Courage on display down life's slopes

Three new documentaries reveal athletic, musical, and personal fortitude.

By , Film critic of The Christian Science Monitor

Three new documentaries, in varying ways, are about courage. Of course, one man's courage is another's foolhardiness, which brings me to First Descent, which is about snowboarders. Not just any snowboarders - not those annoying kids who cut into the ski lift line and do curlicues around you on the slopes. The hardy fools - I mean, visionary pioneers - in this movie are so gravity-defying that I had to look at the press notes afterward just to make sure no computerized special effects were used.

Directors Kevin Harrison and Kemp Curley picked five famous boarders, including 18-year-old Winter X Games champ Shaun White and Oslo's Terje Haakonsen (the Michael Jordan of snowboarding), and set them on the powdery peaks of Valdez, Alaska. Their runs down the mountains, which at times include drops of a hundred feet into thin air, were for the most part filmed with helicopter cameras - a danger in itself. Avalanches? No problem. The film is a freeze-packed "Endless Summer." Call it "Endless Winter." Grade: B.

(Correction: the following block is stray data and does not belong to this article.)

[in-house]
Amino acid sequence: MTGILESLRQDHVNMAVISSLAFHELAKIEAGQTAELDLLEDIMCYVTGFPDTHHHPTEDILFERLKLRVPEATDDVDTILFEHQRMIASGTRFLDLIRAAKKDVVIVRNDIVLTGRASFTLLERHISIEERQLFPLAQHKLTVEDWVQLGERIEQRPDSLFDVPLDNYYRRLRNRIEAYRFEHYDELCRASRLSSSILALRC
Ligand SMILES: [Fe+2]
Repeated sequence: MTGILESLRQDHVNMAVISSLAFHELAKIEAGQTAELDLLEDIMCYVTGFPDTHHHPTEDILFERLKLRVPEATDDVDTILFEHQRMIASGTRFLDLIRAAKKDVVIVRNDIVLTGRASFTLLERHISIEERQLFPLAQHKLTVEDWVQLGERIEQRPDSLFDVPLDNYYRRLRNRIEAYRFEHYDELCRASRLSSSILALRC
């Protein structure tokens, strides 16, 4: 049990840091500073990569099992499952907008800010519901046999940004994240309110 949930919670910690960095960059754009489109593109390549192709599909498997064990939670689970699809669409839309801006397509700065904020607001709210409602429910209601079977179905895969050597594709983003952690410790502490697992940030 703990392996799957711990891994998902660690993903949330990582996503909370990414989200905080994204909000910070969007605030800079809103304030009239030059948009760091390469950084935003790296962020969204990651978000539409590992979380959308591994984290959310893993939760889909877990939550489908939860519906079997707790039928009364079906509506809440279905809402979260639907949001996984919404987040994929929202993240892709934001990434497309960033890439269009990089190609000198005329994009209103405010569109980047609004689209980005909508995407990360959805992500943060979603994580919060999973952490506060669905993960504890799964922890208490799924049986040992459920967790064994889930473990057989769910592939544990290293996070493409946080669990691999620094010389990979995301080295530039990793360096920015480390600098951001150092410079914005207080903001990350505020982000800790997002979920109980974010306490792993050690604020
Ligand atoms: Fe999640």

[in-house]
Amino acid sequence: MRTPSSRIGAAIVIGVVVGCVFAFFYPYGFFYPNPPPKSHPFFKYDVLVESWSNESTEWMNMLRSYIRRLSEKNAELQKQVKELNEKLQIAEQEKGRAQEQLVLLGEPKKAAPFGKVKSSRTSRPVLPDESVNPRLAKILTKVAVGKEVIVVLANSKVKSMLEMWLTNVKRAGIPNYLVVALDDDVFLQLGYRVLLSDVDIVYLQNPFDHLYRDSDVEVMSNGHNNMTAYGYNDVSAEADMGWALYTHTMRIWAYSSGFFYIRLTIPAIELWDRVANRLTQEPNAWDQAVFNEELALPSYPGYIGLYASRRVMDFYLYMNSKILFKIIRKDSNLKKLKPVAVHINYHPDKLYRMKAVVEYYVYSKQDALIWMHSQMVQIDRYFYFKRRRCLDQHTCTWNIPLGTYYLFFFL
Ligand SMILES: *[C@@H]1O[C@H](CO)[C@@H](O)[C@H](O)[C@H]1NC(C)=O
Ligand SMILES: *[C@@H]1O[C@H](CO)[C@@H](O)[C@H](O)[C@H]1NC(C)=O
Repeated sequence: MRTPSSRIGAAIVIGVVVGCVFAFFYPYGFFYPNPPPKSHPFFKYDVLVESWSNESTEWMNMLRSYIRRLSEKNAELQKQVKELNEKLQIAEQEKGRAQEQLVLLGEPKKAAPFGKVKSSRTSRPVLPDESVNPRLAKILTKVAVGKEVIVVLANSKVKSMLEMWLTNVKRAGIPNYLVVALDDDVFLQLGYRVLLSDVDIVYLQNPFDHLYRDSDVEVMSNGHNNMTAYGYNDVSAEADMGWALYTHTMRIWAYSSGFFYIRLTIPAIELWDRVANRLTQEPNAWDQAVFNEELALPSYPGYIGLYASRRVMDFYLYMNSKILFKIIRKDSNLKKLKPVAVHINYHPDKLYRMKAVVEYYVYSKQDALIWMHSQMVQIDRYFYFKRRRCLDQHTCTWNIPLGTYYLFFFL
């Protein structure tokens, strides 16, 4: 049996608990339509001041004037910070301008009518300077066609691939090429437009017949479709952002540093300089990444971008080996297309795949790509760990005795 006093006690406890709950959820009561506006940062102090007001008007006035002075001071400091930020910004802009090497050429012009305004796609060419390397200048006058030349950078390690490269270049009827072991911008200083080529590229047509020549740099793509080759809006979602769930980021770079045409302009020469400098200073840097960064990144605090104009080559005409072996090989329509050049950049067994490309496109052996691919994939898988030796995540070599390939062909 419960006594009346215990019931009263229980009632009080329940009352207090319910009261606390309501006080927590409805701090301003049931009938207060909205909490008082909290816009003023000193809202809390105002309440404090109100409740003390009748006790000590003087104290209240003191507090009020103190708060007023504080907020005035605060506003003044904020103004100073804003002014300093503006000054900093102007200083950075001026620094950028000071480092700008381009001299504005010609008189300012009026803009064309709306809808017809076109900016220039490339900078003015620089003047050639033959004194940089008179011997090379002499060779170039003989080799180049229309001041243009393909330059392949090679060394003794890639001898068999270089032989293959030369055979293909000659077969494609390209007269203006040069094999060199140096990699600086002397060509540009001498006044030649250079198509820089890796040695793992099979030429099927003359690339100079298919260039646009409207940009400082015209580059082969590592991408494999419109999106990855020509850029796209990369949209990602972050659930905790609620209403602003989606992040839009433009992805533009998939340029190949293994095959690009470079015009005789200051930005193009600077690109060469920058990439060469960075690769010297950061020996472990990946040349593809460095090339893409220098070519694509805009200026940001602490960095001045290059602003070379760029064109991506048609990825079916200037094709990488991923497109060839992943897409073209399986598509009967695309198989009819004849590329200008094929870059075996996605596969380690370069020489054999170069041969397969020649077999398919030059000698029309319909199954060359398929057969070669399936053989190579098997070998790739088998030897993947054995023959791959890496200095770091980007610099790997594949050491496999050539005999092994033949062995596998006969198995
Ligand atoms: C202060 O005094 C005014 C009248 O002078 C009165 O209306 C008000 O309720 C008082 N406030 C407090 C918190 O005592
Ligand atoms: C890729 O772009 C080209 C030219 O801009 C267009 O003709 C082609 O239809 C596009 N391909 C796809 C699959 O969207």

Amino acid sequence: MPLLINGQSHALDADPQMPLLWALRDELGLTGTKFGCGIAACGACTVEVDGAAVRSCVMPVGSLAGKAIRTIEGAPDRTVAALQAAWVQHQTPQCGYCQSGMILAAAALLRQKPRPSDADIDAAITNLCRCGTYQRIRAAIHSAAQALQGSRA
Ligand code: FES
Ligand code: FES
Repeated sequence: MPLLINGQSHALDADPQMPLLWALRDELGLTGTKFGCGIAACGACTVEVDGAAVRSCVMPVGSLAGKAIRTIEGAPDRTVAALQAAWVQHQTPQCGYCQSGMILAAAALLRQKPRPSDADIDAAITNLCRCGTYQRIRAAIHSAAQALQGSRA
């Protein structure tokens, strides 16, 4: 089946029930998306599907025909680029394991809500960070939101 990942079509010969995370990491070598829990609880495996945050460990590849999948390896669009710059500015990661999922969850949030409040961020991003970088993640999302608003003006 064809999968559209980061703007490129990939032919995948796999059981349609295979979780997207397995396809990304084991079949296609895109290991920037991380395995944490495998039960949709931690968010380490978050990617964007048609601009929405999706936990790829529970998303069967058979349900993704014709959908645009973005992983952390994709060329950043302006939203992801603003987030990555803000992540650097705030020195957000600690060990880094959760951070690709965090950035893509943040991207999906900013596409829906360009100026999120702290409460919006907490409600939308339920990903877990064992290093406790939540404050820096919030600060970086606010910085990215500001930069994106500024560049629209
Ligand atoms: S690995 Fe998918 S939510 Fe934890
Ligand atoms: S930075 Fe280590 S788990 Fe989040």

(Rated PG-13 for brief strong language and a momentary drug reference.)

The hero of Isn't This A Time? is Harold Leventhal, the promoter, manager, and producer who first brought folk musicians into America's major concert halls in the '50s. (He died in October.) Directed by Jim Brown, who years ago made The Weavers documentary "Wasn't That A Time?," it is largely a performance piece shot in Carnegie Hall in the fall of 2003 at a sold-out concert honoring Leventhal. Participating, on stage and off, are the surviving members of The Weavers, whom Leventhal championed during the McCarthy blacklist era, as well as, among others, Peter, Paul, and Mary; Arlo Guthrie; and Theodore Bikel. It's a jamboree of good music and good feelings. Grade: B+
(Unrated.)

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Ami Ankilewitz, the subject of Dani Menkin's 39 Pounds of Love, was born with a rare form of muscular dystrophy that allows him to move only a single finger in his left hand. But with that finger Ami, who lives in Israel, has become a remarkable 3-D computer animator. His doctor at birth gave him six years to live, and the second half of the film is taken up with Ami's quest - he was 34 when the movie was shot - to track down the physician in Florida in order to show him how wrong he was. Pound for pound, Ami is a heavyweight. Grade: B+
(Unrated.)

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